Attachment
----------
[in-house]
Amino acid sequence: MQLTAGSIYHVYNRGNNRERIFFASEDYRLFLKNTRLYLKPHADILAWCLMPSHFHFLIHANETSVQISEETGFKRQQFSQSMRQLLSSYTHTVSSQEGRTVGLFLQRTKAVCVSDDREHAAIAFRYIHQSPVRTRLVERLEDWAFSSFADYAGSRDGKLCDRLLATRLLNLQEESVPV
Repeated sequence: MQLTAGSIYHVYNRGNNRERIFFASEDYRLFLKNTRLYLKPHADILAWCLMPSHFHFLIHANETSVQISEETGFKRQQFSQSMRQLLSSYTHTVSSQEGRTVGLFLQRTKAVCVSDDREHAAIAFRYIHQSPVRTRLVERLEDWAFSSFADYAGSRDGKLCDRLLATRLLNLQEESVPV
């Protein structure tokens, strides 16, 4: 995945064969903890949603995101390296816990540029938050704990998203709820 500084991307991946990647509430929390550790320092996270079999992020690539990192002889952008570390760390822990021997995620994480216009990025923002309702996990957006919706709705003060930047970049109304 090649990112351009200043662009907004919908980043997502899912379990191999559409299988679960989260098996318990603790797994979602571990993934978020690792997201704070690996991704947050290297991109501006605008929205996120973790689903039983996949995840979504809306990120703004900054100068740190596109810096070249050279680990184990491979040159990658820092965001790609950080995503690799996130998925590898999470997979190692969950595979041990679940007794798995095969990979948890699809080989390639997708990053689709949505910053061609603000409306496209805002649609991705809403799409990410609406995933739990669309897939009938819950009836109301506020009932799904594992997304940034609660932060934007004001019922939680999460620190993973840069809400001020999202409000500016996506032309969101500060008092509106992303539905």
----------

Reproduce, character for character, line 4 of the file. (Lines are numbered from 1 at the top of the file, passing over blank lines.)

């Protein structure tokens, strides 16, 4: 995945064969903890949603995101390296816990540029938050704990998203709820 500084991307991946990647509430929390550790320092996270079999992020690539990192002889952008570390760390822990021997995620994480216009990025923002309702996990957006919706709705003060930047970049109304 090649990112351009200043662009907004919908980043997502899912379990191999559409299988679960989260098996318990603790797994979602571990993934978020690792997201704070690996991704947050290297991109501006605008929205996120973790689903039983996949995840979504809306990120703004900054100068740190596109810096070249050279680990184990491979040159990658820092965001790609950080995503690799996130998925590898999470997979190692969950595979041990679940007794798995095969990979948890699809080989390639997708990053689709949505910053061609603000409306496209805002649609991705809403799409990410609406995933739990669309897939009938819950009836109301506020009932799904594992997304940034609660932060934007004001019922939680999460620190993973840069809400001020999202409000500016996506032309969101500060008092509106992303539905």